Three albums from the 1980s that you shouldn't live without

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The 1980s might be better known for New Wave and hair bands, but there were many albums that deserved more notice. And I mean no disrespect to New Wave there. There were a ton of great albums by bands from that subgenre as well.

But even if you grew up in the '80s there might have been bands or albums you missed. From the beginning of the decade to the end, there were so many changes in how music sounded and how it was recorded, and what record companies wanted you to hear.

So what follows are three albums that were worth listening to then and still sound great today. Heck, some of these bands still tour so maybe you should check them out.

Ziggy Marley and the Melody Makers - Conscious Party

Ziggy Marley might mostly be known for two things. One is that he is the son of Bob Marley. The other is his song, "Family Time," which, of course, is family-friendly and easy to listen to. Of course, most of Ziggy Marley and the Melody Makers' music was nice to hear because that's the point of reggae, right? It's fantastically sonically, but then it can have lyrics that run deep and burn true.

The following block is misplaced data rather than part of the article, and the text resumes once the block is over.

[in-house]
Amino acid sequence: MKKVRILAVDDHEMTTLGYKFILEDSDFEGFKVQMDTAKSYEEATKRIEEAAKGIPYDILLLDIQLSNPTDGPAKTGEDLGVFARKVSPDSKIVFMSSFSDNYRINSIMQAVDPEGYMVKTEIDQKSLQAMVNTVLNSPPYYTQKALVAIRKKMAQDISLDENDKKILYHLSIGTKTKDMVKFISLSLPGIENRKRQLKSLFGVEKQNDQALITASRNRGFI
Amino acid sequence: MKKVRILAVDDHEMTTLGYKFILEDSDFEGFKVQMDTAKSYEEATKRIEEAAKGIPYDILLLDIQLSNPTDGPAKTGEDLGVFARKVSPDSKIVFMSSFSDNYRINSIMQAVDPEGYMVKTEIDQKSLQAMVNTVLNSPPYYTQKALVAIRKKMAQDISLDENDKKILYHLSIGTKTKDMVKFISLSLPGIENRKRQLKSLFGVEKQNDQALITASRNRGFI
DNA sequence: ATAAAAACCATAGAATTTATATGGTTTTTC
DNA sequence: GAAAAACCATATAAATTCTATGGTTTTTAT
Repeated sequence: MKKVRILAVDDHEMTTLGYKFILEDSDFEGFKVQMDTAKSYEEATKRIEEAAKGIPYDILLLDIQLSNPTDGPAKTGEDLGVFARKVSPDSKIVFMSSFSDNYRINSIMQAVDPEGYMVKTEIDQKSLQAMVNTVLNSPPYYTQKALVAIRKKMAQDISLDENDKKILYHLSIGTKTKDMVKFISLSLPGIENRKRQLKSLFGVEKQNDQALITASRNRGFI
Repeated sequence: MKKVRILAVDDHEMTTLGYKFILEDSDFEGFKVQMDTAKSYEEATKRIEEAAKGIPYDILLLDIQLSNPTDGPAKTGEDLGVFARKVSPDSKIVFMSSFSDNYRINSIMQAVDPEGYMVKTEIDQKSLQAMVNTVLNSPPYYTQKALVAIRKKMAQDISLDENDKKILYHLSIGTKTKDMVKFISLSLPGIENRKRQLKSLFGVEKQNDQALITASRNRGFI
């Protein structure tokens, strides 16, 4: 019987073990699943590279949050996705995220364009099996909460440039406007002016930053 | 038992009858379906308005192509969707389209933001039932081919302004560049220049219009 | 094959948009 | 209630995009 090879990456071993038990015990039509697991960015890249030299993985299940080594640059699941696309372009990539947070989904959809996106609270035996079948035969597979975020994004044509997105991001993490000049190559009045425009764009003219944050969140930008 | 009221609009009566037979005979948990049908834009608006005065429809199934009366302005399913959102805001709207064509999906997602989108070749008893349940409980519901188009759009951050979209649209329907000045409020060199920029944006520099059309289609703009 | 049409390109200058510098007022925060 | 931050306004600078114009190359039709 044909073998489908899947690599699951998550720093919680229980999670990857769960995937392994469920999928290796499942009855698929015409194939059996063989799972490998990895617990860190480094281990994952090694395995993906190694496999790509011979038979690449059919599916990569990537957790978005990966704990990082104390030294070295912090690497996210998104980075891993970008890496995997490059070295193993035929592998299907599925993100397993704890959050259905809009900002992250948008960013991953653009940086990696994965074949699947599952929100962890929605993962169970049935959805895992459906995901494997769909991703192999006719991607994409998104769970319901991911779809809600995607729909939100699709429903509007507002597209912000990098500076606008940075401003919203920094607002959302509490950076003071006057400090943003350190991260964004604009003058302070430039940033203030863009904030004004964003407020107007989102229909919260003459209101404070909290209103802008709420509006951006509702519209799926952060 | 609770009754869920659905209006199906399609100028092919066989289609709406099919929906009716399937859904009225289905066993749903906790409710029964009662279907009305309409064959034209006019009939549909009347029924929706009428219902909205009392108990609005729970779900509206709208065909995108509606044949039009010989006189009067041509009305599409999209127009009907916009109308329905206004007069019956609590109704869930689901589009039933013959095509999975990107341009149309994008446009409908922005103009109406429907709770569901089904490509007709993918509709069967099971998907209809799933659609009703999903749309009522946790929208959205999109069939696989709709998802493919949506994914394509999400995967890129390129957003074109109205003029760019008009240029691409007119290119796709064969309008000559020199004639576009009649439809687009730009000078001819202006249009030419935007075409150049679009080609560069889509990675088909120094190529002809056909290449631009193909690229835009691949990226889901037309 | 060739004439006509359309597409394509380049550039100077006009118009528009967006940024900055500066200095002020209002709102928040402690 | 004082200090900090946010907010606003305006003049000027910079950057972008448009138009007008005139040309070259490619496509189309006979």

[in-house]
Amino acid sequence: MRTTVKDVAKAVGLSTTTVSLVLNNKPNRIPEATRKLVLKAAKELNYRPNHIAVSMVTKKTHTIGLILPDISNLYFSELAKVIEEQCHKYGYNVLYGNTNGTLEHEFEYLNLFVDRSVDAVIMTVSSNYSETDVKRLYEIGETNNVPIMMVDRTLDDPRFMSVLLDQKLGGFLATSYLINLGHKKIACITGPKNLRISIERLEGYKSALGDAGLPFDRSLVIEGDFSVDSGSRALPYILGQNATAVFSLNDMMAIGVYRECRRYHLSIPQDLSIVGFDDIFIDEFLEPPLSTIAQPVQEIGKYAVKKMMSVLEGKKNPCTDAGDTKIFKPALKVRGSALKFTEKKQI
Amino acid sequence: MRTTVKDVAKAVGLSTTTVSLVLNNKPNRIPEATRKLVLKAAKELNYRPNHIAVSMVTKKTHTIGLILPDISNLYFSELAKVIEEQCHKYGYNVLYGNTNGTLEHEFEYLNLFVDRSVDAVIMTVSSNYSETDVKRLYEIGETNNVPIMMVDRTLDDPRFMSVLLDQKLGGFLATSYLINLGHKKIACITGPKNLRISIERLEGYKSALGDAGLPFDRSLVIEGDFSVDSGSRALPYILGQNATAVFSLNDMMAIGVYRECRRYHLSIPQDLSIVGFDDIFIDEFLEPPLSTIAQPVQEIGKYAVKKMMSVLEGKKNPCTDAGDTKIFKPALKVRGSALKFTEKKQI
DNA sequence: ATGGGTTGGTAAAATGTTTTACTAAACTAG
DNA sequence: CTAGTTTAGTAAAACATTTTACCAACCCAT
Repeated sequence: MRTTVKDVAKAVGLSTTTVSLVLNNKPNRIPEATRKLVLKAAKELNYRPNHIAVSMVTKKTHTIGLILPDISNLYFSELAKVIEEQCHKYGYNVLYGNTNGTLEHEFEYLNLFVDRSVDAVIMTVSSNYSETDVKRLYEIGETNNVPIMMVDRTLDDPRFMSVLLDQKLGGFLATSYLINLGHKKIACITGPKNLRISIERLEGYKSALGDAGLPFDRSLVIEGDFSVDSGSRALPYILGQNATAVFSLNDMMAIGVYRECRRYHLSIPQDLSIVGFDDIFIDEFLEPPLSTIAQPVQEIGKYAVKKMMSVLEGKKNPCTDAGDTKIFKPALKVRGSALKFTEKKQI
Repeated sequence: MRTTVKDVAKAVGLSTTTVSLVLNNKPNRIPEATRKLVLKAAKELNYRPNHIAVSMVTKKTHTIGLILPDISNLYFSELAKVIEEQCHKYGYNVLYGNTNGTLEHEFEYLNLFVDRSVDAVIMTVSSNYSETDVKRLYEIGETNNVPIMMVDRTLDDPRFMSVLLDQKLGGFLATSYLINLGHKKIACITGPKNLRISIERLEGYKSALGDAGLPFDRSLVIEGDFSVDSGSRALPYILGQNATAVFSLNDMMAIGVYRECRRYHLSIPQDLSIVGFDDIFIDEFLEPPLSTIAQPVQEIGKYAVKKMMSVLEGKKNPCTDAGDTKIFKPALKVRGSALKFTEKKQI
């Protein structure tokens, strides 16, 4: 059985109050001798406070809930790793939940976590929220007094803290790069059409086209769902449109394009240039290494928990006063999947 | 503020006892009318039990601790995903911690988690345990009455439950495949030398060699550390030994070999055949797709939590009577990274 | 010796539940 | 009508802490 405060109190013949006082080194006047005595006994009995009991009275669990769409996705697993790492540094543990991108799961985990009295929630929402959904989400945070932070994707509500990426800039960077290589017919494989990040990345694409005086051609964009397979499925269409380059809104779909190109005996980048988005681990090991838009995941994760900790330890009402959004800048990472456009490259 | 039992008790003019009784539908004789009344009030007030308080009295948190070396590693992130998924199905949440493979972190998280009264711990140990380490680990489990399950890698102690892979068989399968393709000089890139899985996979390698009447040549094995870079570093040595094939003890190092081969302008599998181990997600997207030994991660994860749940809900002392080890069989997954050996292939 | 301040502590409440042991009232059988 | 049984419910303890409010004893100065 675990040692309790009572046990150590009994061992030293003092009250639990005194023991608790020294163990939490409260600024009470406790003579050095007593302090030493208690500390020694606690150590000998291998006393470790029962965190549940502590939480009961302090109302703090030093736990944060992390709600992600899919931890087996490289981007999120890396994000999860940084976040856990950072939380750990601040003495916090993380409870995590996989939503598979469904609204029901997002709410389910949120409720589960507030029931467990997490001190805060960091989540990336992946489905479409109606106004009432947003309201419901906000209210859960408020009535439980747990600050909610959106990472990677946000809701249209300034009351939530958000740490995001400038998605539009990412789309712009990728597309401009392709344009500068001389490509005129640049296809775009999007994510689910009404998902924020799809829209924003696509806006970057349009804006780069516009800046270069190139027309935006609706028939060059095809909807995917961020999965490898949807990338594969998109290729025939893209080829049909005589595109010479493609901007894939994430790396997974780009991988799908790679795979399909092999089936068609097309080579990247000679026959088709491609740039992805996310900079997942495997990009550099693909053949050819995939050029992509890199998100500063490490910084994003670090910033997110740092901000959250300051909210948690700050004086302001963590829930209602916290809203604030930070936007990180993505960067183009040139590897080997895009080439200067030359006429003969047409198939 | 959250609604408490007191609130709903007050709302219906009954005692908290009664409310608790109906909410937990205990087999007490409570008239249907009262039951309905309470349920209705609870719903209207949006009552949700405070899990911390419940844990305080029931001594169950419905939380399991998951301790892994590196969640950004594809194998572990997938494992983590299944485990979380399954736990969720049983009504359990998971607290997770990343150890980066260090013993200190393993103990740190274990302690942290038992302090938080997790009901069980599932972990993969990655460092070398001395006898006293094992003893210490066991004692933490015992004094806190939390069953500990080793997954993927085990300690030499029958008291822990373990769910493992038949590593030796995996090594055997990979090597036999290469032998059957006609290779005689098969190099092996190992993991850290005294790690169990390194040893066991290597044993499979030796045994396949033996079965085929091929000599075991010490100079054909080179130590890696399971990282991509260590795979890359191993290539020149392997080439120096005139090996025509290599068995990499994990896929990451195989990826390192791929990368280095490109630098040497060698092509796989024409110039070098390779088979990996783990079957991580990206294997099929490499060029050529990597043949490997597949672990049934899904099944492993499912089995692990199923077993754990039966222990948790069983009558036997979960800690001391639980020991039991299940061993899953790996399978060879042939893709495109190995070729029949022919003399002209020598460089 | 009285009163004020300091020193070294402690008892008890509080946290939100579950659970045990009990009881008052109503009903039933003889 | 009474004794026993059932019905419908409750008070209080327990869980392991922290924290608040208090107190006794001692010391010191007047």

Conscious Party was released in 1988 and was Ziggy Marley and the Melody Makers' (the band was greatly made up of Marley family members) third album. It won the Grammy for Best Reggae Album, but in 2009 VH1 rated Ziggy Marley and the Melody Makers a one-hit wonder because of the song "Tomorrow People." VH1 has zero idea of what they were talking about.

"Tomorrow People" is an excellent song, but it is also just won of many great songs on the record. Plus, "Tumbling Down" also charted on Billboard's Modern Rock Tracks, Hot R&B Singles, and others. But there are songs even better on the album that these two. "Lee and Molly," a song about an interracial relationship, will get stuck in your head for days with its bump bump sound in the chorus. "New Love" is catchy as heck, too. And the finisher, "Dreams of Home," is a beautiful song about the need to find your soul.